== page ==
Pay For Performance Increases Performance (Water Runs Downhill)

In my 2011 book, Launching the Innovation Renaissance, I wrote:

At times, teacher pay in the United States seems more like something from Soviet-era Russia than 21st-century America. Wages for teachers are low, egalitarian and not based on performance. We pay physical education teachers about the same as math teachers despite the fact that math teachers have greater opportunities elsewhere in the economy. As a result, we have lots of excellent physical education teachers but not nearly enough excellent math teachers. The teachers unions oppose even the most modest proposals to add measures of teacher quality to selection and pay decisions.

As I wrote, however, Wisconsin passed Act 10, a bill that discontinued collective bargaining over teachers’ salary schedules. Act 10 took power away from the labor unions and gave districts full autonomy to negotiate salaries with individual teachers. In a paper that just won the Best Paper published in AEJ: Policy in the last three years, Barbara Biasi studies the effect of Act 10 on salaries, effort and student achievement.

Compensation of most US public school teachers is rigid and solely based on seniority. This paper studies the effects of a reform that gave school districts in Wisconsin full autonomy to redesign teacher pay schemes. Following the reform some districts switched to flexible compensation. Using the expiration of preexisting collective bargaining agreements as a source of exogenous variation in the timing of changes in pay, I show that the introduction of flexible pay raised salaries of high-quality teachers, increased teacher quality (due to the arrival of high-quality teachers from other districts and increased effort), and improved student achievement.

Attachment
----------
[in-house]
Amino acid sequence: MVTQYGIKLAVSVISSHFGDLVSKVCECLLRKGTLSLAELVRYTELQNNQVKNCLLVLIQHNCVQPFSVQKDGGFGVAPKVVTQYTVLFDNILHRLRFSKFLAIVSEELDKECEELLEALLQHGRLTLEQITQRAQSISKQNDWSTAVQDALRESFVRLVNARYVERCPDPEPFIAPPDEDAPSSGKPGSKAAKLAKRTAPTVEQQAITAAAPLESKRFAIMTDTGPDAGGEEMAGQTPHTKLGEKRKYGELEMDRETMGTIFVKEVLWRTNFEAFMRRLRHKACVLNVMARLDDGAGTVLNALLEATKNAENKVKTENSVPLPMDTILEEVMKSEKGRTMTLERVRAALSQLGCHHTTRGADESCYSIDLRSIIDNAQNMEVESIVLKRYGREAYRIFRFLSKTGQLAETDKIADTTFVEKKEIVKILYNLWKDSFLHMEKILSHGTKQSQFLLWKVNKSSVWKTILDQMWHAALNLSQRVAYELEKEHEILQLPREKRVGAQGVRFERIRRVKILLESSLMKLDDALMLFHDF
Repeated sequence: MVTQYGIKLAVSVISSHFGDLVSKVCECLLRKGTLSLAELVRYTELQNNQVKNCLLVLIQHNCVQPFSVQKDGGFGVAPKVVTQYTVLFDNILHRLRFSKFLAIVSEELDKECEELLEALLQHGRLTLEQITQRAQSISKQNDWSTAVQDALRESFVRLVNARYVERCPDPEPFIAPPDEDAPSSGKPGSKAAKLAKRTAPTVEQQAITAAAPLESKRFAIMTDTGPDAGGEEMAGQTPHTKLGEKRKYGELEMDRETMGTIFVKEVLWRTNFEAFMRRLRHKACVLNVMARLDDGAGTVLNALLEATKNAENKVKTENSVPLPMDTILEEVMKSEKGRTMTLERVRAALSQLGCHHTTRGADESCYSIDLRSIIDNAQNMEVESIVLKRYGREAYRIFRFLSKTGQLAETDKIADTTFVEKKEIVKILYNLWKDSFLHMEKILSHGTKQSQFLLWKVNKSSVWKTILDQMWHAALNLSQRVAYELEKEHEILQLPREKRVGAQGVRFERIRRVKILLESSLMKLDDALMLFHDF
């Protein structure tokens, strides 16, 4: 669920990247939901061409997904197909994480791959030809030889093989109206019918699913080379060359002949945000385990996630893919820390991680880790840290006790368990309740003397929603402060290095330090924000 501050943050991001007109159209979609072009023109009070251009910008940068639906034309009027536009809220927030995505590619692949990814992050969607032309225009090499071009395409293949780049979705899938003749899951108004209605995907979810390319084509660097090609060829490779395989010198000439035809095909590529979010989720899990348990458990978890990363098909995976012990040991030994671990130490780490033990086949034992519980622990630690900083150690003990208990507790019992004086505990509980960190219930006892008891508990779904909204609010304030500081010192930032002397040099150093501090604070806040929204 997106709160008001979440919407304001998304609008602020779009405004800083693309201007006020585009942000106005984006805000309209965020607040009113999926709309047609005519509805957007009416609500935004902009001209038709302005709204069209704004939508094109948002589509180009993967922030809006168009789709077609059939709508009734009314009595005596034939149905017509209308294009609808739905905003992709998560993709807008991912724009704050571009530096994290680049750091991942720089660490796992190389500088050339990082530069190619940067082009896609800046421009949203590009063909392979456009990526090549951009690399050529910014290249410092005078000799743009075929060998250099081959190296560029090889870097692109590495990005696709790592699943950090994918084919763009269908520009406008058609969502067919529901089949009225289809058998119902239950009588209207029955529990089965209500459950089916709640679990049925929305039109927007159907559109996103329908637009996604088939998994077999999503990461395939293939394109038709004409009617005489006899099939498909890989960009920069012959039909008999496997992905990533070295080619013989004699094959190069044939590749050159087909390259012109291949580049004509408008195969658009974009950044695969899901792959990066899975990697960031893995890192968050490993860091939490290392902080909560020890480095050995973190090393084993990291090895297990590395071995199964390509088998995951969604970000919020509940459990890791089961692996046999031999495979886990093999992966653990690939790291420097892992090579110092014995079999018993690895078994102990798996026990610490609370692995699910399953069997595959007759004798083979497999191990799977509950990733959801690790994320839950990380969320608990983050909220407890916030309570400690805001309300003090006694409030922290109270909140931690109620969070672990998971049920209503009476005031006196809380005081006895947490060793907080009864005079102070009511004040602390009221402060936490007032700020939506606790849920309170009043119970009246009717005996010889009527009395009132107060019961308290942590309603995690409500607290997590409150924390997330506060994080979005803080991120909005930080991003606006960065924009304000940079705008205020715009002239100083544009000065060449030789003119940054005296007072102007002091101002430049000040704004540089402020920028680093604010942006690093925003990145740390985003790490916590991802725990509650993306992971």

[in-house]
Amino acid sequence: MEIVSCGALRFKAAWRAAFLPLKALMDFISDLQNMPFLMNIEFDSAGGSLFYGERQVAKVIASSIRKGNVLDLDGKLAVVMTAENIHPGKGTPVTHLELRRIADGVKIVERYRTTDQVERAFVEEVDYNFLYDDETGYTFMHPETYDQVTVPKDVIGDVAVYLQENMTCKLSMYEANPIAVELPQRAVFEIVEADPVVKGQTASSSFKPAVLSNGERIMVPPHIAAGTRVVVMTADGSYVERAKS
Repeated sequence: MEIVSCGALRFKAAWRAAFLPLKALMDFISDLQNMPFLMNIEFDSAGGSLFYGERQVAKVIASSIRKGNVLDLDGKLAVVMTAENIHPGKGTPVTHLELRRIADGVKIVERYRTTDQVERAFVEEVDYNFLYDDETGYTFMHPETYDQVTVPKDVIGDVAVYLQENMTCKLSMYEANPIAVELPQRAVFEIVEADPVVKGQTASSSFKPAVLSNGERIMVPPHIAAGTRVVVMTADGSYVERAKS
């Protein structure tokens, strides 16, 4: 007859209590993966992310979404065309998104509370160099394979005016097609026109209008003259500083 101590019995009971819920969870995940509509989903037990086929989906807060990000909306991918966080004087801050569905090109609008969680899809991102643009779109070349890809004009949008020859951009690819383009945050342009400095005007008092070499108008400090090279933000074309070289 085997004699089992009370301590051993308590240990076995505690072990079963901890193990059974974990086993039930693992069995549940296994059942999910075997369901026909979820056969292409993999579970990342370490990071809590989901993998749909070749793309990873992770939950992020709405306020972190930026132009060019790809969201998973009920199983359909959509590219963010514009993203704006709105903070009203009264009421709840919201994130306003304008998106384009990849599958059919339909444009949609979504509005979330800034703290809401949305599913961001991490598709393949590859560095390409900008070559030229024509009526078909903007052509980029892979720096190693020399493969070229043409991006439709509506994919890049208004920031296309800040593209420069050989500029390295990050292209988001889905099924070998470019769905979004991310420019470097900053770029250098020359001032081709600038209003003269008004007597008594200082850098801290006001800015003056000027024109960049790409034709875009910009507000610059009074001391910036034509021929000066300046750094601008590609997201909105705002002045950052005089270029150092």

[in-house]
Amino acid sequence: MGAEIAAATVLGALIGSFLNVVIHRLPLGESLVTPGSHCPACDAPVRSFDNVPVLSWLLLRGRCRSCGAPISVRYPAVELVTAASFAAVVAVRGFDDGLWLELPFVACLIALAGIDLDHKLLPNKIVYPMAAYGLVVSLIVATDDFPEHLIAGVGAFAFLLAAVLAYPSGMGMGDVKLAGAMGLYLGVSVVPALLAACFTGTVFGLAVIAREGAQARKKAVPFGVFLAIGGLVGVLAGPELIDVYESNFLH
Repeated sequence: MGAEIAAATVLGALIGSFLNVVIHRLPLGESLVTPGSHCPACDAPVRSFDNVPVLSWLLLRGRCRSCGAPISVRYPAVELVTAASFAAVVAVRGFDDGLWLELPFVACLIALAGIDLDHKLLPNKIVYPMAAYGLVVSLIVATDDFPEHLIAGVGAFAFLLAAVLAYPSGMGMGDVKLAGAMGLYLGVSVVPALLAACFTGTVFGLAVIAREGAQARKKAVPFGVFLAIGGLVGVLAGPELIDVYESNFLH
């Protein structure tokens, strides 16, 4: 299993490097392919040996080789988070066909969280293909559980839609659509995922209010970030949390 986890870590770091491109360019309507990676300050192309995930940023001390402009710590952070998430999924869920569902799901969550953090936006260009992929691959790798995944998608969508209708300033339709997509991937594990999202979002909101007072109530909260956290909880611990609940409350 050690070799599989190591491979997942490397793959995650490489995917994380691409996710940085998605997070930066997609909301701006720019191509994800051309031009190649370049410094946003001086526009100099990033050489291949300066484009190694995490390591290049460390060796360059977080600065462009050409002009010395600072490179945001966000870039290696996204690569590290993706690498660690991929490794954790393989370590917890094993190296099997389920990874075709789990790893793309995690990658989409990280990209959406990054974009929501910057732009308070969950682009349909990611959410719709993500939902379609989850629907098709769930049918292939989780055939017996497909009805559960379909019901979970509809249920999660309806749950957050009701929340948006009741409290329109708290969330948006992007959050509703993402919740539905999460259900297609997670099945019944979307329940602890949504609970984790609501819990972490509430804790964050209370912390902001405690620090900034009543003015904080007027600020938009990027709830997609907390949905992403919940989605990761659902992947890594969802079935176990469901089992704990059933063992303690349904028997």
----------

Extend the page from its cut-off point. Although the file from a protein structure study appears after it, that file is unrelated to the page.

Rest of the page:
We still have a long way to go but COVID, homeschooling and universal voucher programs have put a huge dent in the power of the teacher’s unions. There is now a chance to bring teacher pay into the American model. Moreover, such a model is pro-teacher! Not every district in Wisconsin grasped the opportunity to reform teacher pay but those districts that did raised pay considerably. Appleton district, for example, instituted pay for performance, Oshkosh did not. Prior to the Act salaries were about the same in the two districts:

After the expiration of the CBAs, the same teacher could earn up to $68,000 in Appleton, and only between $39,000 and $43,000 in Oshkosh.

Thus, pay for performance is a win-win policy. Paying the best teachers more is good for teachers and great for students who see increases in achievement which pay off many years later in higher wages.

Hat tip: Josh Goodman on twitter who will surely agree about the negative effect of egalitarian pay on the relative quality of math teachers.


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